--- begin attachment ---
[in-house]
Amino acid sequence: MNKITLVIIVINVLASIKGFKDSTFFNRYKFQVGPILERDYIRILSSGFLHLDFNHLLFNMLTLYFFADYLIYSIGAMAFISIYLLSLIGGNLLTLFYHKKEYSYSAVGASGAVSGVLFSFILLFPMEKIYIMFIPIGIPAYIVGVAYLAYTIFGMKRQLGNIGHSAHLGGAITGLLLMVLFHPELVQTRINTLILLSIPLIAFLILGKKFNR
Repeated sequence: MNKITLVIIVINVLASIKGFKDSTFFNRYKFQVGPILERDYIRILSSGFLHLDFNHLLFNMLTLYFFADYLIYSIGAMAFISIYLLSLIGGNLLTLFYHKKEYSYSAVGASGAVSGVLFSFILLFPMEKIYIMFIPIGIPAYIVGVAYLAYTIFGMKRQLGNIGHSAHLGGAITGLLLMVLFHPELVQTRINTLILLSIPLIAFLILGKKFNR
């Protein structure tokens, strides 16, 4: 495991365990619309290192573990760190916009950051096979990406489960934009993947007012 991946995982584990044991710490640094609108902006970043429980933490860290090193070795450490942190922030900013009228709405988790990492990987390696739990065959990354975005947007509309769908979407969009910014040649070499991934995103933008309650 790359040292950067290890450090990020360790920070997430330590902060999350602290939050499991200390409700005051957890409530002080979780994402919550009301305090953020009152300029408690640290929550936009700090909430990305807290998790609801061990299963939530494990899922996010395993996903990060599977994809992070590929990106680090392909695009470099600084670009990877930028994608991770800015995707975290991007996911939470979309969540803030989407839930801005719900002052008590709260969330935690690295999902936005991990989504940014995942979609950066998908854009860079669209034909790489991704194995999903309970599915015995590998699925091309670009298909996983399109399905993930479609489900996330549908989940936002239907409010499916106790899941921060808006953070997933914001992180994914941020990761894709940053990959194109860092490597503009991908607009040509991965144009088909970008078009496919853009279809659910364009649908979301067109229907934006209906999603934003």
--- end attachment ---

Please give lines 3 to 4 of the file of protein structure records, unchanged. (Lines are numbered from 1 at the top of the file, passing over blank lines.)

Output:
Repeated sequence: MNKITLVIIVINVLASIKGFKDSTFFNRYKFQVGPILERDYIRILSSGFLHLDFNHLLFNMLTLYFFADYLIYSIGAMAFISIYLLSLIGGNLLTLFYHKKEYSYSAVGASGAVSGVLFSFILLFPMEKIYIMFIPIGIPAYIVGVAYLAYTIFGMKRQLGNIGHSAHLGGAITGLLLMVLFHPELVQTRINTLILLSIPLIAFLILGKKFNR
């Protein structure tokens, strides 16, 4: 495991365990619309290192573990760190916009950051096979990406489960934009993947007012 991946995982584990044991710490640094609108902006970043429980933490860290090193070795450490942190922030900013009228709405988790990492990987390696739990065959990354975005947007509309769908979407969009910014040649070499991934995103933008309650 790359040292950067290890450090990020360790920070997430330590902060999350602290939050499991200390409700005051957890409530002080979780994402919550009301305090953020009152300029408690640290929550936009700090909430990305807290998790609801061990299963939530494990899922996010395993996903990060599977994809992070590929990106680090392909695009470099600084670009990877930028994608991770800015995707975290991007996911939470979309969540803030989407839930801005719900002052008590709260969330935690690295999902936005991990989504940014995942979609950066998908854009860079669209034909790489991704194995999903309970599915015995590998699925091309670009298909996983399109399905993930479609489900996330549908989940936002239907409010499916106790899941921060808006953070997933914001992180994914941020990761894709940053990959194109860092490597503009991908607009040509991965144009088909970008078009496919853009279809659910364009649908979301067109229907934006209906999603934003």